JavaScript basics (free sample)

Arrays 01

  1. Create 3 empty arrays e1, e2, e3, in 3 different ways.
  2. Create 2 arrays a1 and a2, containing a single element 1, in 2 different ways.
// Array literal notation
const e1 = [];

// Array constructor function
const e2 = new Array();

// Array.of() method
const e3 = Array.of();

// Array literal notation
const a1 = [1];

// Array.of() method
const a2 = Array.of(1);

This exercise is strange, isn't it? I ask you to create an empty array in 3 different ways, but to create an array containing a single integer in only 2 different ways.

The tasks do not look that different at first sight. But, as weird as it may seem, we cannot create an array containing a single integer with the Array() constructor function. That's because this constructor function has a flaw.

Relevant resource(s):

Numbers 01: decimal fiesta

const a = 0.4 - 0.3;
const b = 0.3 - 0.2;

console.log (a === b);

Without running the previous code, what does it print to the screen?

const a = 0.4 - 0.3;
const b = 0.3 - 0.2;

console.log (a === b); // false

This exercise points out the fact that decimal numbers are not represented with their exact value but with an approximation. Indeed, JavaScript, and almost all other modern programming languages, use the same standard to represent decimal numbers: the IEEE-754 floating-point representation. This representation is a binary representation, which can exactly represent fractions like 1/2, 1/4 or 1/64. But the fractions we use in our base-10 system are fractions like 1/10, 1/10 or 1/100. The binary representation can only approximate very closely these fractions. Because of rounding error, the difference between the approximations of 0.4 and 0.3 is not exactlty the same as the difference between the approximations of 0.3 and 0.2.

It is important to understand that this problem is not specific to JavaScript: it affects any programming language that uses binary floating-point numbers. Also, note that the values a and b in the code above are very close to each other and to the correct value. The computed values are adequate for almost any purpose. The problem only arises when we attempt to compare values for equality.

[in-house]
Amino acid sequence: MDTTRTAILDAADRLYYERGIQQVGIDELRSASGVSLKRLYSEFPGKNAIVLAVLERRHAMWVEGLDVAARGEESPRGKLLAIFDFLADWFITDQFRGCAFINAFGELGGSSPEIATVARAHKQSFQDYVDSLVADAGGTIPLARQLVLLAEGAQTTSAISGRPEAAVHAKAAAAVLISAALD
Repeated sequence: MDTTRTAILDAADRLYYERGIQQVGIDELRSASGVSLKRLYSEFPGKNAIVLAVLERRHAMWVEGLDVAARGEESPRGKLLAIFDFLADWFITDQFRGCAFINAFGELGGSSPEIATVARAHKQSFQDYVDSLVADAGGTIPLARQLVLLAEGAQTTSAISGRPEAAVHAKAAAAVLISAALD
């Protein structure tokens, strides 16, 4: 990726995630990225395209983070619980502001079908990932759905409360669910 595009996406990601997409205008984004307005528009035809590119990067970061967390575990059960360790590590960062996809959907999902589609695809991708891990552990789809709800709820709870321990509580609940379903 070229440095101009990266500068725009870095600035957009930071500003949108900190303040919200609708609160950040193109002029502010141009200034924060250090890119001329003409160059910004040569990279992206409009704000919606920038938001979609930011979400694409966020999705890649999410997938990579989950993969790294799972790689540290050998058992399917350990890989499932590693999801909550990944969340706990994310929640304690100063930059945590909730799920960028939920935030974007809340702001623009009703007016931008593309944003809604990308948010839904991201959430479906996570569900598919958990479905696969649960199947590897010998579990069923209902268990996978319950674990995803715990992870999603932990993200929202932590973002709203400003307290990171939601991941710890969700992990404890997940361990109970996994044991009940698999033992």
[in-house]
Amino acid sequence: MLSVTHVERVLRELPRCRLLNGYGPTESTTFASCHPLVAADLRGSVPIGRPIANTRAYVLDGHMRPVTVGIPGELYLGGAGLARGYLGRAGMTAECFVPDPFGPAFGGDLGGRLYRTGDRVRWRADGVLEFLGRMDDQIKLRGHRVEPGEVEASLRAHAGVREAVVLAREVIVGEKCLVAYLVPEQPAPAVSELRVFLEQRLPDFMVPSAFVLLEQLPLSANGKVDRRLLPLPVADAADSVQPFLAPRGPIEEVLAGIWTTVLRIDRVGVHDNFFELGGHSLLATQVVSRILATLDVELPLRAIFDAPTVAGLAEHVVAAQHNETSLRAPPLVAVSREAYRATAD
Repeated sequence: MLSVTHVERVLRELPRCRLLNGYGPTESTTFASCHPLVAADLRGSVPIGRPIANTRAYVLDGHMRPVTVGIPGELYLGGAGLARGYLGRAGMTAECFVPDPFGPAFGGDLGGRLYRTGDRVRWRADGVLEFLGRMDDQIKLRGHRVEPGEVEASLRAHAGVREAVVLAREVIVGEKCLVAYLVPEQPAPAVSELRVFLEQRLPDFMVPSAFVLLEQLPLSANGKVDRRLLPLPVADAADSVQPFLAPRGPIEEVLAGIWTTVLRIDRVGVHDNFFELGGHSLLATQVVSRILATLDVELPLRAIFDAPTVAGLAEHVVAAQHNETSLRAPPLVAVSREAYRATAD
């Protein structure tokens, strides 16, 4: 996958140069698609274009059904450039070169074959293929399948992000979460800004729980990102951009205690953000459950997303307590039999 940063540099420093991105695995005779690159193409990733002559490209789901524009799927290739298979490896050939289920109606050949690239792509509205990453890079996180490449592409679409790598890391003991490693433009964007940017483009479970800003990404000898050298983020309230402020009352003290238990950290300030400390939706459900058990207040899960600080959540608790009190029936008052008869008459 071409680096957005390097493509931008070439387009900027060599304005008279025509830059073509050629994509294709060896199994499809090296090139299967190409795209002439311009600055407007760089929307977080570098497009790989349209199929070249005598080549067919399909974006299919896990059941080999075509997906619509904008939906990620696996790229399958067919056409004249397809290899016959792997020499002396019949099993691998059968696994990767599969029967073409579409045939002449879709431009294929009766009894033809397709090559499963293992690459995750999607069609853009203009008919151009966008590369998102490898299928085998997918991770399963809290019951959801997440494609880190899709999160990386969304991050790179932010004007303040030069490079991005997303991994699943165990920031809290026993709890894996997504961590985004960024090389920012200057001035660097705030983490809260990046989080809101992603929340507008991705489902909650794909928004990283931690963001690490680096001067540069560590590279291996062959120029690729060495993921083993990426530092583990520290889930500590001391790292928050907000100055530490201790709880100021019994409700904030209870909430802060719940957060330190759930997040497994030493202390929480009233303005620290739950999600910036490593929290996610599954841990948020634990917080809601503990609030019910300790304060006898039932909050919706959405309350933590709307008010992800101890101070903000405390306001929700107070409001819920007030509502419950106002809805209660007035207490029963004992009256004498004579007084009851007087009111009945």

Object celebration 05

const PROPERTY_NAME = 'p1';
const propertyValue = () => 'p' + 2;

Create an object o that has properties names of p1 and p2 and values of 1 and 2. Use PROPERTY_NAME and propertyValue() to do so.

const PROPERTY_NAME = 'p1';
const propertyValue = () => 'p' + 2;

const o = {
  [propertyValue()]: 2

This exercise shows the use of computed property names. This allows to use the value of a variable or the return value of a function invocation as a property name. This requires the use of a specific syntax, with opening and closing square brackets ([]). The square brackets within an object literal notation (between the curly braces) delimit an arbitrary JavaScript expression. The expression is evaluated and the resulting value (converted to a string if necessary) is used as the property name.

On the 1st line, we declare a variable PROPERTY_NAME and we assign it the string value 'p1'.

On the 2nd line, we define a function called propertyValue() by using an arrow function. The function has no parameter and it always returns the same value whenever it is called: the string 'p2'. When using the + operator between a operand that is a string and an operand that is a number, JavaScript performs type conversion so that the expression returns a string consisting of both operands concatenated. Note that you should avoid relying on JavaScript type conversion, as it is tricky and it does not show intent in the code. We use it here only for educational purposes. For professional purposes, we would write this:

const propertyValue = () => 'p2';
// or
const propertyValue = () => 'p' + '2';

Values and variables 05: safari

What variable name is a valid name in JavaScript?

  1. 1elephant
  2. tallGiraffe_1
  3. $crocodile
  4. nice-athletic-camel
  5. wise_small_hippo
  6. zebra2
  7. new
  1. 1elephant: not valid.
  2. tallGiraffe_1: valid.
  3. $crocodile: valid.
  4. nice-athletic-camel: not valid.